Improve Communication by Delivering a Simple Message

Posted by David Scult
At Fonality, we offer small and mid-sized businesses the tools they need to communicate, but just having the right tools to deliver it doesn't guarantee a message will have measureable impact. A recent Inc. post offered some useful communication tips that all come back to one core principle: simplify the message.

"Important communication doesn’t require a thud factor," post author and marketing consultant Rene Shimada Siegel wrote. "More is not more. Of course there are times when more words are necessary for diplomacy or clarification, but in this always-on digital age, 'more' often dilutes or complicates your message."

In many cases, when there is no barrier to communication, we are inclined to ramble and repeat ourselves. Siegel recommended simplifying messages by using bullet points to break them up, outline them and offer a call to action. Additionally, she suggested breaking communication down to its three most important points, noting that additional points often become extraneous or redundant.

CommunicatingThis approach echoes the ideas championed by Chip Heath, a professor of organizational behavior in Stanford University’s Graduate School of Business, who studies what makes certain messages stick with people. In an interview with McKinsey Quarterly, Heath noted that leaders often spend a lot of time coming up with unique ideas but then invest relatively little time in deciding how to share them. He explained the importance of simplicity for conveying these messages effectively.

"Leaders know lots of things about their organization and business and want to share them all," he said. "But effective leaders are masters of simplicity. I’m not talking about dumbing down a message or turning it into a sound bite; I’m talking about identifying the most central, core elements of strategies and highlighting them."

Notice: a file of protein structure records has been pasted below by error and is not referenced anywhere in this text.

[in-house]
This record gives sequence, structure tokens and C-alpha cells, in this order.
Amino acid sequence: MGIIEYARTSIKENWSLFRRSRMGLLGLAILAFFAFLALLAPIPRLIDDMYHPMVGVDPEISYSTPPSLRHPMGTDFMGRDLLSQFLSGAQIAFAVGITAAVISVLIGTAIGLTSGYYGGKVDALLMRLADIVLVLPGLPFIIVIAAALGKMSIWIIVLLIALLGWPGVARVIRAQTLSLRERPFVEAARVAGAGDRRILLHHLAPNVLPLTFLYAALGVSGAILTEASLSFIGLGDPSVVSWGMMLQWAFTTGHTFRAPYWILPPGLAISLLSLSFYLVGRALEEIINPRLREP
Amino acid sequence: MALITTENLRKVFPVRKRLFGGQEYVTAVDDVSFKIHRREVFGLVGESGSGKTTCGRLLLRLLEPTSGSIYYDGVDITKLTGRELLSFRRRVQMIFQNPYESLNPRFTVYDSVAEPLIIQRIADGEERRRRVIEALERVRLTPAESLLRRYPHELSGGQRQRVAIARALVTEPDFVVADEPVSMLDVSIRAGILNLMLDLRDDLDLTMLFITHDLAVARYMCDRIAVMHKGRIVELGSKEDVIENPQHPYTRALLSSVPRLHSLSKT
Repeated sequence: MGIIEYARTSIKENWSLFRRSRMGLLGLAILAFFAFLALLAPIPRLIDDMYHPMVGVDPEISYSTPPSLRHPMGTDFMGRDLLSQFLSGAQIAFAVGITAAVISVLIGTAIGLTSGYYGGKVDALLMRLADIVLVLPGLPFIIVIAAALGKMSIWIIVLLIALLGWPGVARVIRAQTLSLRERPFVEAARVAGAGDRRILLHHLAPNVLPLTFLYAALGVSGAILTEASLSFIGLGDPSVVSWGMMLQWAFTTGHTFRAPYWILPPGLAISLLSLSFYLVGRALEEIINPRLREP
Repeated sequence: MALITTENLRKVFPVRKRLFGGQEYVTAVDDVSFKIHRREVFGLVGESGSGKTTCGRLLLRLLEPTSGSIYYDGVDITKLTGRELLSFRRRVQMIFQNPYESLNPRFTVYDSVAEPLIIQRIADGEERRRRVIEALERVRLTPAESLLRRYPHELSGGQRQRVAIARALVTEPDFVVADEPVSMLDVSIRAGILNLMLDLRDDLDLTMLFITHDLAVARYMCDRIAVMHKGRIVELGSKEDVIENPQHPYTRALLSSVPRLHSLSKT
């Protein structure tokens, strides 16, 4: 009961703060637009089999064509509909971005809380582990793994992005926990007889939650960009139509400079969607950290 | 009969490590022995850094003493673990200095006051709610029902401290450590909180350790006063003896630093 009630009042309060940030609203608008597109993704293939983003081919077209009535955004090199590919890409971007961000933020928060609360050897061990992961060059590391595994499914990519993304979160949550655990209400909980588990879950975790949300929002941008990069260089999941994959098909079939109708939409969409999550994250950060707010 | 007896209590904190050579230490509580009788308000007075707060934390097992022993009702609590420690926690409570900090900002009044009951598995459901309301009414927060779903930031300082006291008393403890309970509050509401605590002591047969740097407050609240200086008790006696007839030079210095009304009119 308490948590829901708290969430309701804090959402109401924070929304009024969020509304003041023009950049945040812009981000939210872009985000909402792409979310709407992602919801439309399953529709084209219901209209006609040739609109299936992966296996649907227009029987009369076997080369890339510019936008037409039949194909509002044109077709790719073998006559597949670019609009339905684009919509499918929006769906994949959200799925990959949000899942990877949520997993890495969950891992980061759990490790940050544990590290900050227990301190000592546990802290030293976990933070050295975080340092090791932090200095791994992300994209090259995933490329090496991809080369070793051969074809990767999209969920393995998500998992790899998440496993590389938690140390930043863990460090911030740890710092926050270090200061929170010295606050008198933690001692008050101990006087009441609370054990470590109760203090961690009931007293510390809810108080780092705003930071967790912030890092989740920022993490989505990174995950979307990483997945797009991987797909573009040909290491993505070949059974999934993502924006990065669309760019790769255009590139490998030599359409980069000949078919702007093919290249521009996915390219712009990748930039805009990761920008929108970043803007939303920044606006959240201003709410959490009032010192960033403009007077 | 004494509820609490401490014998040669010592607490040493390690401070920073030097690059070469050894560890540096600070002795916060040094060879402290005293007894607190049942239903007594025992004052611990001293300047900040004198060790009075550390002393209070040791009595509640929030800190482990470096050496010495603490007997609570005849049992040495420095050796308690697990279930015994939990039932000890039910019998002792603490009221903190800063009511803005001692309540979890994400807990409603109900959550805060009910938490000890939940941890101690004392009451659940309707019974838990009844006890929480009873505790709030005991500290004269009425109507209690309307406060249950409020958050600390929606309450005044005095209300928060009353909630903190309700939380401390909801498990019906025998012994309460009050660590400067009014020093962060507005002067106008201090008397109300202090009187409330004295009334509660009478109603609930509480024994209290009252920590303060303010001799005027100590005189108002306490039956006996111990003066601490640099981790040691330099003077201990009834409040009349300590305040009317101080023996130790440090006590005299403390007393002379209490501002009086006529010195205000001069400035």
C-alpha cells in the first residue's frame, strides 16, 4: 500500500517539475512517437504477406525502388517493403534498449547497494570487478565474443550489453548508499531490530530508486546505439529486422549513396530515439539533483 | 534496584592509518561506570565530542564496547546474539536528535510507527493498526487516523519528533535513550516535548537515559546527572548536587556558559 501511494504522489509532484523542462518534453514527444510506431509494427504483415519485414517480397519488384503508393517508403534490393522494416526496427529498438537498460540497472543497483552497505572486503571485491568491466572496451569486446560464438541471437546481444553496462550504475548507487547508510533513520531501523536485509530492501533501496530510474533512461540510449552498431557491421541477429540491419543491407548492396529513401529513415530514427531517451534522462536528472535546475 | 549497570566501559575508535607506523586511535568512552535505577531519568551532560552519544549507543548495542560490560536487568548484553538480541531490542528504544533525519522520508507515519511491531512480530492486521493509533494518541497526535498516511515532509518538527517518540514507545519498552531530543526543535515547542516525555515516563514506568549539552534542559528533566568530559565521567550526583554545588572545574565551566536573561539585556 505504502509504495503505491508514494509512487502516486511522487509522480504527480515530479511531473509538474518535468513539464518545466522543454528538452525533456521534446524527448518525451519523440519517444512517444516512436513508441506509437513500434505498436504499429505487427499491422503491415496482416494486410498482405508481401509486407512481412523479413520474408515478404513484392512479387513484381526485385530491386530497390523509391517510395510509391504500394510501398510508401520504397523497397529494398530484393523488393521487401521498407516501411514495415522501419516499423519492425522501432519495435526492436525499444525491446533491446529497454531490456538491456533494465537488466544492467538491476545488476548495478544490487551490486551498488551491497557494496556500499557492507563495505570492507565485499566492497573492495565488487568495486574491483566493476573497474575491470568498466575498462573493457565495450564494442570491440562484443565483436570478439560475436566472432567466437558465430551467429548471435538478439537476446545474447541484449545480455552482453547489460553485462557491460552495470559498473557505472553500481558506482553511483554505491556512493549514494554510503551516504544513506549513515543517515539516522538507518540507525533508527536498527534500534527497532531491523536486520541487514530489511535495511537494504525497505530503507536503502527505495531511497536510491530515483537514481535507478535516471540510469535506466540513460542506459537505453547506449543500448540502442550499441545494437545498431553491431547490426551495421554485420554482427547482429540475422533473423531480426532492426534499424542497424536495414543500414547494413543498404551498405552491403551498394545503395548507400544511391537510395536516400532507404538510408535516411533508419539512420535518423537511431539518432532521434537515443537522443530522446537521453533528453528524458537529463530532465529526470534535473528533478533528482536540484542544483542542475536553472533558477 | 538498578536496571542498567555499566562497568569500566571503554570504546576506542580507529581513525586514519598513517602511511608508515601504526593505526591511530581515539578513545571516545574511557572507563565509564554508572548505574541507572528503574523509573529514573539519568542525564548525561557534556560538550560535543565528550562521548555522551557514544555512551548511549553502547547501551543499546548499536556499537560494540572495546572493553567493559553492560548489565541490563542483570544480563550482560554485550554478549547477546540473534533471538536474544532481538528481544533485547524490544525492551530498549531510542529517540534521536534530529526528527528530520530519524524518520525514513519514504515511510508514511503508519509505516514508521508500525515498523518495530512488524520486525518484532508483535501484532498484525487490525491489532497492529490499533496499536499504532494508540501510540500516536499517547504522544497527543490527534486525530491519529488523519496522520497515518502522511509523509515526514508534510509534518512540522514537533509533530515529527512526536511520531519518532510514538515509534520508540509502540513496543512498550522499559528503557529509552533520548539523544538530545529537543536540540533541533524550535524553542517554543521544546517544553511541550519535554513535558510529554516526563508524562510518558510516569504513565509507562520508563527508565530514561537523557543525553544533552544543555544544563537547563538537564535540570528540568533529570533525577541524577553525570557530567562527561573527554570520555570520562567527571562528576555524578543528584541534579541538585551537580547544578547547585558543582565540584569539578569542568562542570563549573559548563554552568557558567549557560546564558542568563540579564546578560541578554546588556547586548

Too often, having too many points can stall a message rather than enhance it, Heath said. One way leaders can simplify their messages, whether for employees, investors or consumers, is by adding a concrete element to illustrate the idea. For instance, rather than telling your employees that customer service is a priority, highlight the example of the time Employee A spent an extra half hour on the phone making sure a customer got exactly what they wanted.

While leaders can't necessarily afford to spend too much time thinking through every daily message and reducing it to its core points, it's worth taking the time to make sure that both internal and external stakeholders clearly understand main business priorities or a particular message. To do this, keep the message to the point.  Force yourself to draft a message in PowerPoint without every having an idea wrap to a second line.  It’s a great technique to force yourself to get at the essence of the message and eliminate all of the non-essential thoughts or words.